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Posted Tuesday, July 3, 2007
`unique and evocative sculptured works of art'
Dronfield based artist Liz Frolich is one of that rare breed of creative innovators who, by applying new techniques to established methods, has succeeded in developing and producing her own unique and evocative sculptured works of art.
Liz, an experienced art teacher whose work is, she says, “Informed by my earliest memories, travels and experiences”, discovered new and exciting techniques with the help of a ‘Research and Development’ grant from the Arts Council in 2002.
It is said that `beauty is in the eye of the beholder’ and Liz’s work may not be to everyones taste, but whilst art critics debate the perennial question of `what constitutes art?’ - it is readily apparent even to the layman, that Liz’s newly developed technique is a major breakthrough in the art world.
Competent in ceramics, she is acutely aware that durability is and always has been a problem; ceramic objects d’art are by their very nature extremely brittle and easily broken and valuable pieces are irreplaceable, but this is not the case with Liz’s newly developed and innovative technique!
Her unique and fascinating abstract interpretations, using fabric, wax, and resin, and working with natural forms such as stone, wood and bone are, says the sculptress, “extremely durable”.
They are also, says Liz, “Inspired by legends and myths, the strange and mysterious, energies and processes in nature: cycles of renewal, growth and decay – and the promise of life”.
She sees life itself as `a journey’ and much of her work features `found objects’ discovered along the way which influence her. Many take aquatic forms, and she explains:
“I might find a piece of bleached bone washed up on a beach and use it as the starting point for a sculptural piece; the bone becomes significant because I give it meaning, it’s own `personality’ and thus, it becomes an object, a work of art in it’s own right”.
Liz nurtures a deep love and concern for the environment, for nature and the earth’s ecosystems, and the interconnectedness of all things: “Symbiosis fascinates me and informs my work,” she says.
She also admits to being influenced by the 17th century French painter, Poussin whose pastoral scenes are sensuous and poetic, with pagan influences that he tried to suppress, and one can detect these seductive and mildly erotic undertones in Liz’s unique and appealing sculptures.
More of the techniques and the art work later, what about the artist herself?
“I was born in Coventry and studied initially at the Coventry College of Art for a year, before moving on to study for three years for a degree in Fine Art at the Birmingham College of Art & Design.
“I used to paint, mainly in oils and acrylics, but I decided to pursue a career as a teacher of Art and Ceramics”, said Liz.
After another year of teacher training at the Birmingham School of Art Education, Liz got married and moved to Dronfield – and taught art and ceramics to generations of pupils in the City of Sheffield for the following twenty-seven years!
“I taught at Rowlinson Campus in Sheffield, and had a studio at the Portland Works on Bramall Lane during the seventies, and then in 1986 I moved to a teaching post at Meadowhead School. Teaching is such an absorbing career and I gave everything to my pupils, having little time to devote to my own work - until I took early retirement seven years ago”.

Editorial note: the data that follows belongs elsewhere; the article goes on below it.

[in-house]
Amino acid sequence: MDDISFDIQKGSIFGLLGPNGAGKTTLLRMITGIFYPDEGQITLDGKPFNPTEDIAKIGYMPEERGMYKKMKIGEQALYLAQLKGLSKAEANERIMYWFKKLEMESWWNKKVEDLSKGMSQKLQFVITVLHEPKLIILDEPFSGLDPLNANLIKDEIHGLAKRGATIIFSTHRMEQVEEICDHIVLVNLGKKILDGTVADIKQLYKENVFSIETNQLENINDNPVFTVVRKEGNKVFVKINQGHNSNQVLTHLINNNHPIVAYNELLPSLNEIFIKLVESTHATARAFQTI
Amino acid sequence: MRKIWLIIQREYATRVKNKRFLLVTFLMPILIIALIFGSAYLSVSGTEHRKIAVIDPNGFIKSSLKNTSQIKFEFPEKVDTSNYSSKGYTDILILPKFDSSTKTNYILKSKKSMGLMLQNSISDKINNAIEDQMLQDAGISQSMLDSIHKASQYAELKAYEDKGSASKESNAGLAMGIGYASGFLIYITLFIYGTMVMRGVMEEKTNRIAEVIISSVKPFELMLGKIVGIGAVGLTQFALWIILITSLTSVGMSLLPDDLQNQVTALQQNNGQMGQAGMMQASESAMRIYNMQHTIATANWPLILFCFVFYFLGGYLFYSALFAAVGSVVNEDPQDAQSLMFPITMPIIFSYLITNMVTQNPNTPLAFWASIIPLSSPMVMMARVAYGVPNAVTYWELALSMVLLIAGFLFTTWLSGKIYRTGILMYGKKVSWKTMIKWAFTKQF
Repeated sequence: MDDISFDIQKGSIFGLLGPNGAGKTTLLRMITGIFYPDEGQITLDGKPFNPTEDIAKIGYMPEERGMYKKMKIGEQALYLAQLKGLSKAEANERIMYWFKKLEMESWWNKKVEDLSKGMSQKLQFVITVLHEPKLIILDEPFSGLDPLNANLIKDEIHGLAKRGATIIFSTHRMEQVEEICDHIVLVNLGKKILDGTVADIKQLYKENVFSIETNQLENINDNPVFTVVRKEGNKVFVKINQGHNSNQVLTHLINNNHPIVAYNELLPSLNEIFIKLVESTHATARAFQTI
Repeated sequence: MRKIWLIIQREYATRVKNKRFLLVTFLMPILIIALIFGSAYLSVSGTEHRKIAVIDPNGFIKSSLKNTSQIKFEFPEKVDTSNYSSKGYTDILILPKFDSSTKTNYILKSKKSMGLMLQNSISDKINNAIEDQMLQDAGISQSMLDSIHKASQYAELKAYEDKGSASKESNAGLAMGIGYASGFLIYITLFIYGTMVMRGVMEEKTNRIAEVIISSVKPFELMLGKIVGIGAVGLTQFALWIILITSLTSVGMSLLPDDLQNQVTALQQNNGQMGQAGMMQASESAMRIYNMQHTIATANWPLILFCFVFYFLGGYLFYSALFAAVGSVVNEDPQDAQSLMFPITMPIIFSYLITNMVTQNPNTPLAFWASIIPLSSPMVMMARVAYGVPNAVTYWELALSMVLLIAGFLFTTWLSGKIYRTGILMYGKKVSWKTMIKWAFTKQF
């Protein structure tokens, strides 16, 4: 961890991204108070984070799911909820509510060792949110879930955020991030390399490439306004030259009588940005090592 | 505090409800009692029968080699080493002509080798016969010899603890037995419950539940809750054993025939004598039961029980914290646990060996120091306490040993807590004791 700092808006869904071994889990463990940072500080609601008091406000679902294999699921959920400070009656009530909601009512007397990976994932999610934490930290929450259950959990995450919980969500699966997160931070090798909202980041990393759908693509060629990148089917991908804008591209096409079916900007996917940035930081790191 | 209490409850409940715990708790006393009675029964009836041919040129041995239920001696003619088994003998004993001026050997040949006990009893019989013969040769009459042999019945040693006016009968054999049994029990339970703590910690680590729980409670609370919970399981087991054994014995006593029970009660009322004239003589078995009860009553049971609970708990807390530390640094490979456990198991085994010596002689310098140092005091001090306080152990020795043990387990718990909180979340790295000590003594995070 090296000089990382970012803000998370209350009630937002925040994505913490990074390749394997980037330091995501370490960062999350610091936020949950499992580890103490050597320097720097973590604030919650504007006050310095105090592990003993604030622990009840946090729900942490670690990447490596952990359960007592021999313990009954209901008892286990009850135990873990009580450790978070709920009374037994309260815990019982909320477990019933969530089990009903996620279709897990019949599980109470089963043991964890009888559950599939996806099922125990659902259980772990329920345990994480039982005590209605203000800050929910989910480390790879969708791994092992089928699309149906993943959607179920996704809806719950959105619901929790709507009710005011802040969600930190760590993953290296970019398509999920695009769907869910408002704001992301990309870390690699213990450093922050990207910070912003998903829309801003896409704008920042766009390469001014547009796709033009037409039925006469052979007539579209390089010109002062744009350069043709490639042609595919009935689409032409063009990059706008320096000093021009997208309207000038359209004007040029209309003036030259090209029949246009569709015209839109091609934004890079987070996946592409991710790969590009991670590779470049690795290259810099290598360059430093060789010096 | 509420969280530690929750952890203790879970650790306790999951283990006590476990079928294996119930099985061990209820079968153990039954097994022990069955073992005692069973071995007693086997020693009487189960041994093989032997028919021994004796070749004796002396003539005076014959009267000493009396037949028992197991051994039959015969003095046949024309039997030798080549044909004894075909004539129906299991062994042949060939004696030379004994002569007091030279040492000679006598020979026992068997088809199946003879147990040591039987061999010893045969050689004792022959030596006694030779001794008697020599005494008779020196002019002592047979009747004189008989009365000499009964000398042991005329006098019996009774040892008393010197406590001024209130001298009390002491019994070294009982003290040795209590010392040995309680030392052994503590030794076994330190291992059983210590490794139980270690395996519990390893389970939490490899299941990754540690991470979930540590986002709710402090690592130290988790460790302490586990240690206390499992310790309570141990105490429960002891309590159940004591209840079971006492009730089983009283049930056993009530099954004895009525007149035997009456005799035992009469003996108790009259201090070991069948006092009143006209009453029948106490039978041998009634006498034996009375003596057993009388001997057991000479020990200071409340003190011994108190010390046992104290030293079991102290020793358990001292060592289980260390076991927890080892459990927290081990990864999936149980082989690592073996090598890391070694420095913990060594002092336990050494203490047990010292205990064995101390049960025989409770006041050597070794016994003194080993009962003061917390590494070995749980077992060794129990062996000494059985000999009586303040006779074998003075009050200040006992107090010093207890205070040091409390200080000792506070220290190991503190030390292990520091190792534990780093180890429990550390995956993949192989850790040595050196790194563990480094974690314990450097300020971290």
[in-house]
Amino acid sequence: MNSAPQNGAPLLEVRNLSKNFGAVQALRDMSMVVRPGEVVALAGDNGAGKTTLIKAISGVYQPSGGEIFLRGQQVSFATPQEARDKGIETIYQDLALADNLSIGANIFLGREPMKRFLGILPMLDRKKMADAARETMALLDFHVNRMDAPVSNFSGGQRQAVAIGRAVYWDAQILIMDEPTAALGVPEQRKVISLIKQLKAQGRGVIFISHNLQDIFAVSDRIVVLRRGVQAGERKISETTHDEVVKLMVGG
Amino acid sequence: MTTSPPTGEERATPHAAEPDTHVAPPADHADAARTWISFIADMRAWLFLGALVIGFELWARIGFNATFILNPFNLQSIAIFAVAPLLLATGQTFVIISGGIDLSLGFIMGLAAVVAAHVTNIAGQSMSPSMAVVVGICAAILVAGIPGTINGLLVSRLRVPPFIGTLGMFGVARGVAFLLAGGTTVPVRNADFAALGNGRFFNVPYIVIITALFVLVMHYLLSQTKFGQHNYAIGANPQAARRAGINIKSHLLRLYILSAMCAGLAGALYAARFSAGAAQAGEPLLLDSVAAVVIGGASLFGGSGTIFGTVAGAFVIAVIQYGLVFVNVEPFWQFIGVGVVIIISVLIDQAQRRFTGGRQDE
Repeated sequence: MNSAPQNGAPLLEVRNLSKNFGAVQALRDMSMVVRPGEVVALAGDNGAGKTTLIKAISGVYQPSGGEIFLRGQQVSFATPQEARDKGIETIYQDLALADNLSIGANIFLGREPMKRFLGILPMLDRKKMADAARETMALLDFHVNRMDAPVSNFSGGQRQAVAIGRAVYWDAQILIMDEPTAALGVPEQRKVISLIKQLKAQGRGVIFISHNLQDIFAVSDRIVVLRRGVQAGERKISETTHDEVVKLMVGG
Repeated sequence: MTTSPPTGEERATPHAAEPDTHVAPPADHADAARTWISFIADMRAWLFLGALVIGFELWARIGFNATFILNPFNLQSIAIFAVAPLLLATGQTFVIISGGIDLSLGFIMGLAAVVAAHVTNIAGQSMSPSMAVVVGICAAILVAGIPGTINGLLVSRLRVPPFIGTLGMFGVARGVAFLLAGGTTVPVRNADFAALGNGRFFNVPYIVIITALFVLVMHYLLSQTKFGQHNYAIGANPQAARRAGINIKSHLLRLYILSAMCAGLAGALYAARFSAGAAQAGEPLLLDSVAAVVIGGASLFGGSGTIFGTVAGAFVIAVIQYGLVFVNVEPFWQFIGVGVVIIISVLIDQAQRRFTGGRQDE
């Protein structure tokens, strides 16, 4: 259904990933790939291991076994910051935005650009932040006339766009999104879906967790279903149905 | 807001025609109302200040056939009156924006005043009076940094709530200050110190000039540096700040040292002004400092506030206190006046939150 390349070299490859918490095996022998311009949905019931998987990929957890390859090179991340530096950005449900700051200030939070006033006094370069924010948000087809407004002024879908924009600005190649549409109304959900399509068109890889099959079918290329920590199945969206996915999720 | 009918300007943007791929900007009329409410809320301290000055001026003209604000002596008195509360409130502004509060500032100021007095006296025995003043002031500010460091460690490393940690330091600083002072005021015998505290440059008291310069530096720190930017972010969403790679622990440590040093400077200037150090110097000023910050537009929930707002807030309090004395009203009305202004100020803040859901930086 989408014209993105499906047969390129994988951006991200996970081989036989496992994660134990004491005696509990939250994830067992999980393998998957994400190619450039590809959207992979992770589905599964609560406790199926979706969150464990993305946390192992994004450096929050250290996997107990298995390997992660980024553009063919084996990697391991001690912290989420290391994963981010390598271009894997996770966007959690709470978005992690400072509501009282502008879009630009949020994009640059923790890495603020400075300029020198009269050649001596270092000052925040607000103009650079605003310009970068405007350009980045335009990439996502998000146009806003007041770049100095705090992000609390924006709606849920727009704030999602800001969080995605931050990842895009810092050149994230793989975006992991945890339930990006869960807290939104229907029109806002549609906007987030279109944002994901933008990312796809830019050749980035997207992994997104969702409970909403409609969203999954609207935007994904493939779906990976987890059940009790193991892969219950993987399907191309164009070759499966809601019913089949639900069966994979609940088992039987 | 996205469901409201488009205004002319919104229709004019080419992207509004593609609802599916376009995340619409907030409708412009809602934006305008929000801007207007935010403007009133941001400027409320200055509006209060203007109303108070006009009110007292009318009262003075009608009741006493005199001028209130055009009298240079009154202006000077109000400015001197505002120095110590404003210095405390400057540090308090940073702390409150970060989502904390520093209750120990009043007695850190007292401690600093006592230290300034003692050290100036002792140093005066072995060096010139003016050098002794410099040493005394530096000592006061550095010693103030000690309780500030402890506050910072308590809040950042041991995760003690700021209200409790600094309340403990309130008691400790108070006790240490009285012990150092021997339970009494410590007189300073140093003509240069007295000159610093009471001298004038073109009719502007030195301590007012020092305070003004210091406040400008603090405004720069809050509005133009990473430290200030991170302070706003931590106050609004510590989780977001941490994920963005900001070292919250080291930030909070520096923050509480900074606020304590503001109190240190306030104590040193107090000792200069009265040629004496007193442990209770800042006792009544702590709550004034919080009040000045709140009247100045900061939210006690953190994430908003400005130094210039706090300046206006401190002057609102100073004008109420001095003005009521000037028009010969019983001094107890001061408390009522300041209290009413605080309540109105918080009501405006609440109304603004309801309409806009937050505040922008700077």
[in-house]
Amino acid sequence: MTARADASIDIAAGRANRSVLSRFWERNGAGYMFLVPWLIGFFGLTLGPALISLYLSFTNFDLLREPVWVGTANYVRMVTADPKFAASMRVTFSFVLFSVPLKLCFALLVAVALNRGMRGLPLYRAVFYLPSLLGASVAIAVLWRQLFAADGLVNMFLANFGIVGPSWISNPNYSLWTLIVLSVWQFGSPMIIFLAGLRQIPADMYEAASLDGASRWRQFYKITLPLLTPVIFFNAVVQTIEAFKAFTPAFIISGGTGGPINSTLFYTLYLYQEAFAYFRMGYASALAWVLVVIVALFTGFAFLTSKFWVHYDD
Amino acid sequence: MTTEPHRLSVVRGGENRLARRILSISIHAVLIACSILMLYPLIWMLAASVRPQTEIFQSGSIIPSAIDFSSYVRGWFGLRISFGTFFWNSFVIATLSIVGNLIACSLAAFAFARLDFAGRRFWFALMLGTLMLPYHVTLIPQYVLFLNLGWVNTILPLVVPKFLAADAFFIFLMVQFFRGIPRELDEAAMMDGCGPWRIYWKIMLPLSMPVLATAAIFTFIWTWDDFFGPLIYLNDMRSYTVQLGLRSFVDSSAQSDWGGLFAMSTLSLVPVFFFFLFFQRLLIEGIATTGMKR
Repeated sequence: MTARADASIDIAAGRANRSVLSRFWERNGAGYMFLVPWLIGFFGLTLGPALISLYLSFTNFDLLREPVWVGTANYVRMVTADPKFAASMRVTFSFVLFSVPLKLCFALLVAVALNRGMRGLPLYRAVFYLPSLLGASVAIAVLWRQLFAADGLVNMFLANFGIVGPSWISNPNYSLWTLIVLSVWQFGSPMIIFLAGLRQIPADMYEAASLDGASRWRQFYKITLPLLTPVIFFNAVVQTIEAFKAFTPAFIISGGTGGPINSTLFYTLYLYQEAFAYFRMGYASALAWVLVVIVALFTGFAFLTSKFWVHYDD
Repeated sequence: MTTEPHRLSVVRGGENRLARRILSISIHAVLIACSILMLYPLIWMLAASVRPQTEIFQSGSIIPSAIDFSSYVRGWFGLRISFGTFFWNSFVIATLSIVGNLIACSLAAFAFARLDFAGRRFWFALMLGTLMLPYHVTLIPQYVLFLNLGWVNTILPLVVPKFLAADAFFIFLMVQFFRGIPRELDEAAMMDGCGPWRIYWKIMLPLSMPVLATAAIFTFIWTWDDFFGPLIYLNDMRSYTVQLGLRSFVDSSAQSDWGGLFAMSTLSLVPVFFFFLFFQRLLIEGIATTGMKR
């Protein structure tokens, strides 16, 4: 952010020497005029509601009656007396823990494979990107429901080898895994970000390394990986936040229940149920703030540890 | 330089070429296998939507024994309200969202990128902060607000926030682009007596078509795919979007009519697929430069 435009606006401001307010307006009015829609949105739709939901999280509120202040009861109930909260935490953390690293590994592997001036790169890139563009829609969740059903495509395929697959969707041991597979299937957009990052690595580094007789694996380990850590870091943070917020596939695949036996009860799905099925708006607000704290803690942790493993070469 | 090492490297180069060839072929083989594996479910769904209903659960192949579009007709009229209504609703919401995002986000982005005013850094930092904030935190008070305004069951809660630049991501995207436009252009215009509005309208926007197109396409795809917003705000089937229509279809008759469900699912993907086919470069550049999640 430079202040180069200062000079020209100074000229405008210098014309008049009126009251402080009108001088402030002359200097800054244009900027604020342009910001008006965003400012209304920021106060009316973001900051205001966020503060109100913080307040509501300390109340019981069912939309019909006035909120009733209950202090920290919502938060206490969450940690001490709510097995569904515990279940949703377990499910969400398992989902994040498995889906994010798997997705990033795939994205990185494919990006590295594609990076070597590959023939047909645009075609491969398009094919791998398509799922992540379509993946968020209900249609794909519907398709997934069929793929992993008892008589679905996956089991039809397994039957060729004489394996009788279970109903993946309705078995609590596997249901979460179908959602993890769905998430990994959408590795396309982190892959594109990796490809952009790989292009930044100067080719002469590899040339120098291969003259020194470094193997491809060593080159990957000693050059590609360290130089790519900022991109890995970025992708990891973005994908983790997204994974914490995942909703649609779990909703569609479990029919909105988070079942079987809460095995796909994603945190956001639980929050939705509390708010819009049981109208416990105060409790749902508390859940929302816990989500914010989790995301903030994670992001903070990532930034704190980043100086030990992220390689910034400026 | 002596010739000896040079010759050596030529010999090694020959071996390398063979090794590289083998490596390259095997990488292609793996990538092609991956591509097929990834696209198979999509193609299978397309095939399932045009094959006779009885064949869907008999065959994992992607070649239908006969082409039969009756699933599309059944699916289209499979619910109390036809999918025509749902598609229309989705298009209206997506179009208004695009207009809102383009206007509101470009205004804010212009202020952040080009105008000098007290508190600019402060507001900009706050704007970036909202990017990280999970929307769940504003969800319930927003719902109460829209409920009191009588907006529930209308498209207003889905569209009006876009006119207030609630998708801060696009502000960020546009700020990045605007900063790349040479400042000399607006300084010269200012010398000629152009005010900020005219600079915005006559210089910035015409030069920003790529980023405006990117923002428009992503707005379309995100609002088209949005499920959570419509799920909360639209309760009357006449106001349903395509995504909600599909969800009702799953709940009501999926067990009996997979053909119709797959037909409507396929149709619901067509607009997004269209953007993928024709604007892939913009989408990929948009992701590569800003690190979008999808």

It seems that early retirement was the trigger point which unleashed Liz’s artistic streak, for she very quickly established her own unique signature style working from her studio at the aptly named Persistence Works on Brown Steeet, Sheffield, and has since shown widely in the City and at exhibitions in Scarborough, Leeds City Art Gallery, Rotherham Art Gallery and Museum and Thorne, near Doncaster.
Her latest series of sculptures entitled `Aphrodite’ which was influenced by a visit to the Palace and Gardens of Versailles, was recently exhibited at the London Road Gallery in Sheffield.
The goddess of love and desire, Aphrodite is said to have sprung from the foam of the sea and her story is the inspiration for the fluid and delicate forms which constitute Liz’s latest work – highly individual pieces, suggesting elements of earth magic.
Each piece is the result of many hours of experiment and research to find flexible and fluid forms, and each unique sculpture is constructed by combining the established techniques of fabric stitching and wax-dipping to produce entirely original pieces which can also be moulded and cast in bronze.
Each piece of fabric is hand stitched or smocked with great precision; some pieces are so intricate that this process alone can take up to a month to complete: the resulting piece is then dipped in wax and moulded and shaped, before being coloured and coated in resin for durability. So durable are they, in fact, that they can be safely sited outside in all weathers.
Indeed, whilst exhibiting her work in the newly completed pavilions in Sheffield’s Botanical Gardens for the `Secret Gardens 2003’ with the Sheffield Contemporary Artists Trust, her pieces were displayed amongst the living plants – and were faithfully watered every day by the resident gardener!
Now, despite her success as an individual and talented artist, it would seem that teaching art is in Liz’s blood and the old adage about `once a teacher, always a teacher’ is borne out; for working in collaboration with Sheffield artist Roger Gibson, she is currently applying for a Residency at the Yorkshire Art Space Society, with links to the community, to workshops and………. art education!
As part of the `Open Up – Sheffield’ event, her own studio:- Studio 28, Yorkshire ArtSpace Society, Persistence Works, Brown Street, Sheffield, was recently open to the public and according to one visitor who appropriately `waxed lyrical’….. “Liz Frolich’s sculptures are a real education!”